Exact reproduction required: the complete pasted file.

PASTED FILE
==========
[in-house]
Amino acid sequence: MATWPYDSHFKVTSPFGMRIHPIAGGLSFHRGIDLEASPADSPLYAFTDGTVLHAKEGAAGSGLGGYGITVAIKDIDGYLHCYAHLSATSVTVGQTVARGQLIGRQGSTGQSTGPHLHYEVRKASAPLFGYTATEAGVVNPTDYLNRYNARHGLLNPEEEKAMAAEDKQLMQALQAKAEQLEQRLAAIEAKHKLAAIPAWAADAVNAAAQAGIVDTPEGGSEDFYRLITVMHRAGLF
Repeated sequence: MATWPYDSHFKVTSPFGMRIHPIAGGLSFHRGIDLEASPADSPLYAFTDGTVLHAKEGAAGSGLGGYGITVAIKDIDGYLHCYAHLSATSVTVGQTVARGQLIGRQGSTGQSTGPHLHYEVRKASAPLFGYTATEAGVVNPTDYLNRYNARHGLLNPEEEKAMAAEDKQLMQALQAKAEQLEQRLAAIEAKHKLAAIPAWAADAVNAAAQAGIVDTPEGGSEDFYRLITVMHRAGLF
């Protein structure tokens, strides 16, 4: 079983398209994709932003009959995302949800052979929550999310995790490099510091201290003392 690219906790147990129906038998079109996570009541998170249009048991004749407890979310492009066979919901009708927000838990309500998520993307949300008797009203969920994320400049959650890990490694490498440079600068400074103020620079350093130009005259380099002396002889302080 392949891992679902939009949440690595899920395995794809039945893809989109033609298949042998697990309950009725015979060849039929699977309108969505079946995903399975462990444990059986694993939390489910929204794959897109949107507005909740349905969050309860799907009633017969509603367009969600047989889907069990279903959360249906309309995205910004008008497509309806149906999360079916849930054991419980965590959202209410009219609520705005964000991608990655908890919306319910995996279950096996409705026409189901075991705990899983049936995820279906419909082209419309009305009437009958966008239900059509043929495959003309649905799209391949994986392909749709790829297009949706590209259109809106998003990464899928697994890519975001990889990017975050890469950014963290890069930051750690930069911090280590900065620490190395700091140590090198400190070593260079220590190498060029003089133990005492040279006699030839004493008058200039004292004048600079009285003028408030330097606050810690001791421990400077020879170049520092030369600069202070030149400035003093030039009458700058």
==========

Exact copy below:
[in-house]
Amino acid sequence: MATWPYDSHFKVTSPFGMRIHPIAGGLSFHRGIDLEASPADSPLYAFTDGTVLHAKEGAAGSGLGGYGITVAIKDIDGYLHCYAHLSATSVTVGQTVARGQLIGRQGSTGQSTGPHLHYEVRKASAPLFGYTATEAGVVNPTDYLNRYNARHGLLNPEEEKAMAAEDKQLMQALQAKAEQLEQRLAAIEAKHKLAAIPAWAADAVNAAAQAGIVDTPEGGSEDFYRLITVMHRAGLF
Repeated sequence: MATWPYDSHFKVTSPFGMRIHPIAGGLSFHRGIDLEASPADSPLYAFTDGTVLHAKEGAAGSGLGGYGITVAIKDIDGYLHCYAHLSATSVTVGQTVARGQLIGRQGSTGQSTGPHLHYEVRKASAPLFGYTATEAGVVNPTDYLNRYNARHGLLNPEEEKAMAAEDKQLMQALQAKAEQLEQRLAAIEAKHKLAAIPAWAADAVNAAAQAGIVDTPEGGSEDFYRLITVMHRAGLF
């Protein structure tokens, strides 16, 4: 079983398209994709932003009959995302949800052979929550999310995790490099510091201290003392 690219906790147990129906038998079109996570009541998170249009048991004749407890979310492009066979919901009708927000838990309500998520993307949300008797009203969920994320400049959650890990490694490498440079600068400074103020620079350093130009005259380099002396002889302080 392949891992679902939009949440690595899920395995794809039945893809989109033609298949042998697990309950009725015979060849039929699977309108969505079946995903399975462990444990059986694993939390489910929204794959897109949107507005909740349905969050309860799907009633017969509603367009969600047989889907069990279903959360249906309309995205910004008008497509309806149906999360079916849930054991419980965590959202209410009219609520705005964000991608990655908890919306319910995996279950096996409705026409189901075991705990899983049936995820279906419909082209419309009305009437009958966008239900059509043929495959003309649905799209391949994986392909749709790829297009949706590209259109809106998003990464899928697994890519975001990889990017975050890469950014963290890069930051750690930069911090280590900065620490190395700091140590090198400190070593260079220590190498060029003089133990005492040279006699030839004493008058200039004292004048600079009285003028408030330097606050810690001791421990400077020879170049520092030369600069202070030149400035003093030039009458700058």